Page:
The evening started playfully: a handful of people gathered around an open kitchen top staring at rocks of different shapes and sizes, deciding which were edible. As per the chef’s instructions we were all to choose one, close our eyes and let the rocks melt in our mouth. Thus began our Friday evening and 10 sensational courses which took us from the beaches of Catalonia to the mountains of Navarre, ending at grandma’s kitchen table - lentils and all - in the Basque Country.
Those rocks - or at least the edible ones - were idiazábal, a delicious, gooey, highly textured cheese native to the Basque Country, coated with slowly melted pure cacao, giving its marbled exterior. The non-edible rocks were gathered from various coves and beaches along the Costa Brava, a stretch of wild coast between Barcelona and the French border. Before my relief of not having broken a tooth set in, a second, equally curious morsel was placed in front of us: an olive, anchovy and wild seaweed tapenade spread over
quinoa and topped with trout roe, all resting on a paper thin crispy wanton.
At this point we were given an option: to go sit down at our respective tables, or stay - and watch, interact and even joke - alongside the chef. The concept is simple and ingenious: a truly open kitchen. No barriers, no backstage (even the silent dishwasher is in the front of house), no bar. Everyone, from the chef and server to the patrons, are in the kitchen, the room’s decor striking a beautiful mix of world-class stainless steel and cozy, worn wooden benches and chairs. The floor to ceiling glass windows seemed to invite people in right off the street (as if an open seat were available).
And so the evening flowed, from slow-cooked artichokes stuffed with quail eggs served over an avocado emulsion and tender teardrop peas from the nearby Maresme region north of Barcelona and available for only a few weeks per year; to faux-ravioli, which instead of pasta was made with a painstakingly thin outer layer of potato stuffed with mushrooms alongside truffle mayonnaise; to the chef’s take on surf 'n turf:
exquisitely pan-seared scallops atop a circular slice of butifarra, a typical Catalan sausage, served with orzo and plankton, set in the oven for a few minutes to allow the various flavors to merge. The braised ox tail, served with a conversation-halting black molé made with more than 15 ingredients ranging from clove and anise seed to cinnamon, chocolate and three types of chili, created a beautifully complex flavor profile, at once earthy, creamy and spicy.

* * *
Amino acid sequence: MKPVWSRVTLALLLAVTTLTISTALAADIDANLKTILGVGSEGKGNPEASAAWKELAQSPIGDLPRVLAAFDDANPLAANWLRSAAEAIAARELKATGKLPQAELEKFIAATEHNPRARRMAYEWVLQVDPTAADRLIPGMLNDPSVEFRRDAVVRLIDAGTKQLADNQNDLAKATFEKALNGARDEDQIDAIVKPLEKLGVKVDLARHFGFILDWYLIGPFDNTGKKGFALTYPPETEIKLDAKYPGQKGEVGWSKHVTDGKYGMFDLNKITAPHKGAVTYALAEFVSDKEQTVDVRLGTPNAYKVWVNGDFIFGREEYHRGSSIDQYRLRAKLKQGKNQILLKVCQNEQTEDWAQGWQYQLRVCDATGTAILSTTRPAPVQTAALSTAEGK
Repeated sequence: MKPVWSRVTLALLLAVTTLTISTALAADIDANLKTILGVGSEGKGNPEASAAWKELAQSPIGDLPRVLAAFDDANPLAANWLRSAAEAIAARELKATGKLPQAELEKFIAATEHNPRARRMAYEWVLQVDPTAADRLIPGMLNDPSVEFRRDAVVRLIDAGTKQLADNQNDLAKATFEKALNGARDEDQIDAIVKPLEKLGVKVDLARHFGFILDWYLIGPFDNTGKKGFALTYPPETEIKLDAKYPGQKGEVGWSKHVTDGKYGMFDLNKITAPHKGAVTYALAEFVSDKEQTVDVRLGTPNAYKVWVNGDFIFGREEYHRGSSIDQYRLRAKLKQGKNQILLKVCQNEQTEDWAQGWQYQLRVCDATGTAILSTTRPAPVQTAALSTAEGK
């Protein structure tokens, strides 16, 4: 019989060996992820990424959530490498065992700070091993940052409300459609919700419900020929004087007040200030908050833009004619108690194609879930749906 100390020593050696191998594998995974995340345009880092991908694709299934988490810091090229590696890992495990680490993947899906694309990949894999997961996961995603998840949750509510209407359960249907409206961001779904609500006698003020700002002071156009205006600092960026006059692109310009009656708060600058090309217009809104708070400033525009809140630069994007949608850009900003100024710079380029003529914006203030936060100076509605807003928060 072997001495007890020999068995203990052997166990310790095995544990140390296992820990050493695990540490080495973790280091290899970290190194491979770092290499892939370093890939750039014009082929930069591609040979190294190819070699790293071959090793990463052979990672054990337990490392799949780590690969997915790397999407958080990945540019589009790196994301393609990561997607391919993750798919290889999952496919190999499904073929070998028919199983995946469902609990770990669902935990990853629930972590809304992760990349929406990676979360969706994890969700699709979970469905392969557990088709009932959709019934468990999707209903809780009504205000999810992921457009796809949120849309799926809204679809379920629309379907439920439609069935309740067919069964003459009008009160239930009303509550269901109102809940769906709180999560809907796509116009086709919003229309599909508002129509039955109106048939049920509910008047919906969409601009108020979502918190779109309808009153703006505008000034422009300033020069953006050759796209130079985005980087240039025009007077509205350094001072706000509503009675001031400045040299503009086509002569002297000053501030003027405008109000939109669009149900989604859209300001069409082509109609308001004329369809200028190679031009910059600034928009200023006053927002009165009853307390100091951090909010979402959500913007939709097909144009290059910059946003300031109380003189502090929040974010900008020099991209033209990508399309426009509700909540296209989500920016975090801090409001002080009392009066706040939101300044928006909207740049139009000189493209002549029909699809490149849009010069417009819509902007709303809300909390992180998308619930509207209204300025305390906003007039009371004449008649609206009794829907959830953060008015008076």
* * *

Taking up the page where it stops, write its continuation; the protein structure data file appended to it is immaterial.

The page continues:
All ingredients are meticulously sourced by Michelin star chef and owner Xabi Bonilla, who, plate after plate, took us on the most sensorial of culinary adventures as places, textures - even childhood nostalgia - seemed to come alive. From his birthplace in San Sebastián and childhood in Navarre, to his decade of living in Barcelona, Mr. Bonilla has seamlessly woven together personal anecdotes and gorgeous gastronomy to create one of Barcelona’s most brutally creative and freshest supper club concepts today, his current
concept opening less than 2 months ago.
At a time when so many restaurants in Barcelona seem to have found a winning, if not stagnant, formula: dim filament light bulbs, shiny metro-tiled walls, varying takes on tapas classics - Mr. Bonilla’s brainchild seems to reinvent it all, from food to design. "If it were up to me, I'd have everything hanging from the ceiling - the light bulbs, the plants, even the speakers", says Bonilla, "but city hall wouldn't let me."
Like Barcelona itself, a city steeped in avant-garde history from art and architecture to design and gastronomy, Bonilla's one man show offers a whimsical, supremely professional and endearingly personal take on each dish he prepares. Presenting his faux ravioli, he asserted, "this is the only dish that has been with me since the beginning", said with a mixture of pride and sentimentality. When asked why, he simply relied, "because I love it."
Even the wine, Azul y Garanza, a wonderfully drinkable organic wine made by friends of Bonilla back in Navarre and translated as “Blue and Madder” - the latter a low-growing plant native to southwest Europe and used to create red pigment since ancient times - brought images of wind-swept fields to mind. As for the restaurant name, Santa Rita, when I asked Mr. Bonilla why he chose it he answered non-nonchalantly: “oh, it’s just a joke from my childhood,” which I accepted without thinking any more of it. It was only after our second dessert, a homemade chocolate bar filled with lentils topped with luscious hazelnut whipped cream, that a friend from Cádiz leaned over and asked me “you know the old Spanish expression about Santa Rita? De lo que se da no se quita” translating to “what is given can never be taken away.” I chuckled and continued eating my chocolate bar with lentils, at once in Barcelona and at the same time back in Bonilla’s grandmother’s house in the Basque Country, grateful that this experience will never be taken away.
Carrer de Venezuela, 16
Jonathan Lerner is the Founder of Tailored Tours, a creative travel studio based in Barcelona, Spain, specialized in curating unique cultural & gastronomic experiences.
Photos by José Varela.